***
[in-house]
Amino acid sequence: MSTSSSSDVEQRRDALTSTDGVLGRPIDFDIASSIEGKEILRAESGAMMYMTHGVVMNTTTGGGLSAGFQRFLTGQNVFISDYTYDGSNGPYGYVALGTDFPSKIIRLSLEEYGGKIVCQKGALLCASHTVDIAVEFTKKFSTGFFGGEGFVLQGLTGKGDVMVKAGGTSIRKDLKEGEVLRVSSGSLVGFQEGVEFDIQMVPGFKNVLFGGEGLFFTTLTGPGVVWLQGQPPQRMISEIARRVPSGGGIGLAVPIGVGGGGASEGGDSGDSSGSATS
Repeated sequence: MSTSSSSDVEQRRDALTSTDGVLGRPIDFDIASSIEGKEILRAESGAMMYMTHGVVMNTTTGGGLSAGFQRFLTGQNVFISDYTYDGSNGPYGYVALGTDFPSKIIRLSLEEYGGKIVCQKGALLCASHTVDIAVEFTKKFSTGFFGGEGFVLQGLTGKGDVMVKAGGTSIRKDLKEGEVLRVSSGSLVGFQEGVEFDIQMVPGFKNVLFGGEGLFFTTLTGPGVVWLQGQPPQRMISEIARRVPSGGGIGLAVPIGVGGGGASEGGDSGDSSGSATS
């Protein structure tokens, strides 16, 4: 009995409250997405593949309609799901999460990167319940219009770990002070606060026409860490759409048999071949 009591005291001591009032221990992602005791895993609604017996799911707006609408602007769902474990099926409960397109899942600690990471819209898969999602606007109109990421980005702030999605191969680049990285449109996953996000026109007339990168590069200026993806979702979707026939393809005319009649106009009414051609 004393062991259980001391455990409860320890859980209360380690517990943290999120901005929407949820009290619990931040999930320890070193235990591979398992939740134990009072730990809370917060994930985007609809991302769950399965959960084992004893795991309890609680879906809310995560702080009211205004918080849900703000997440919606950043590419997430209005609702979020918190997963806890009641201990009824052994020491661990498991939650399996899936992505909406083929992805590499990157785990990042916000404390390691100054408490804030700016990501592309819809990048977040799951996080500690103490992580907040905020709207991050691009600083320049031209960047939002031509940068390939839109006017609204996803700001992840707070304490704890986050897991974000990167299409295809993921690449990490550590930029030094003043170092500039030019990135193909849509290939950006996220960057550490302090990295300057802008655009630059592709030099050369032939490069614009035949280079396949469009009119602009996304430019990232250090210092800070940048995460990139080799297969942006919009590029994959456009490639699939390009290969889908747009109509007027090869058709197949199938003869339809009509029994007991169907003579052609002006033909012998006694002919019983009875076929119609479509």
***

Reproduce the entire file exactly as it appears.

[in-house]
Amino acid sequence: MSTSSSSDVEQRRDALTSTDGVLGRPIDFDIASSIEGKEILRAESGAMMYMTHGVVMNTTTGGGLSAGFQRFLTGQNVFISDYTYDGSNGPYGYVALGTDFPSKIIRLSLEEYGGKIVCQKGALLCASHTVDIAVEFTKKFSTGFFGGEGFVLQGLTGKGDVMVKAGGTSIRKDLKEGEVLRVSSGSLVGFQEGVEFDIQMVPGFKNVLFGGEGLFFTTLTGPGVVWLQGQPPQRMISEIARRVPSGGGIGLAVPIGVGGGGASEGGDSGDSSGSATS
Repeated sequence: MSTSSSSDVEQRRDALTSTDGVLGRPIDFDIASSIEGKEILRAESGAMMYMTHGVVMNTTTGGGLSAGFQRFLTGQNVFISDYTYDGSNGPYGYVALGTDFPSKIIRLSLEEYGGKIVCQKGALLCASHTVDIAVEFTKKFSTGFFGGEGFVLQGLTGKGDVMVKAGGTSIRKDLKEGEVLRVSSGSLVGFQEGVEFDIQMVPGFKNVLFGGEGLFFTTLTGPGVVWLQGQPPQRMISEIARRVPSGGGIGLAVPIGVGGGGASEGGDSGDSSGSATS
């Protein structure tokens, strides 16, 4: 009995409250997405593949309609799901999460990167319940219009770990002070606060026409860490759409048999071949 009591005291001591009032221990992602005791895993609604017996799911707006609408602007769902474990099926409960397109899942600690990471819209898969999602606007109109990421980005702030999605191969680049990285449109996953996000026109007339990168590069200026993806979702979707026939393809005319009649106009009414051609 004393062991259980001391455990409860320890859980209360380690517990943290999120901005929407949820009290619990931040999930320890070193235990591979398992939740134990009072730990809370917060994930985007609809991302769950399965959960084992004893795991309890609680879906809310995560702080009211205004918080849900703000997440919606950043590419997430209005609702979020918190997963806890009641201990009824052994020491661990498991939650399996899936992505909406083929992805590499990157785990990042916000404390390691100054408490804030700016990501592309819809990048977040799951996080500690103490992580907040905020709207991050691009600083320049031209960047939002031509940068390939839109006017609204996803700001992840707070304490704890986050897991974000990167299409295809993921690449990490550590930029030094003043170092500039030019990135193909849509290939950006996220960057550490302090990295300057802008655009630059592709030099050369032939490069614009035949280079396949469009009119602009996304430019990232250090210092800070940048995460990139080799297969942006919009590029994959456009490639699939390009290969889908747009109509007027090869058709197949199938003869339809009509029994007991169907003579052609002006033909012998006694002919019983009875076929119609479509």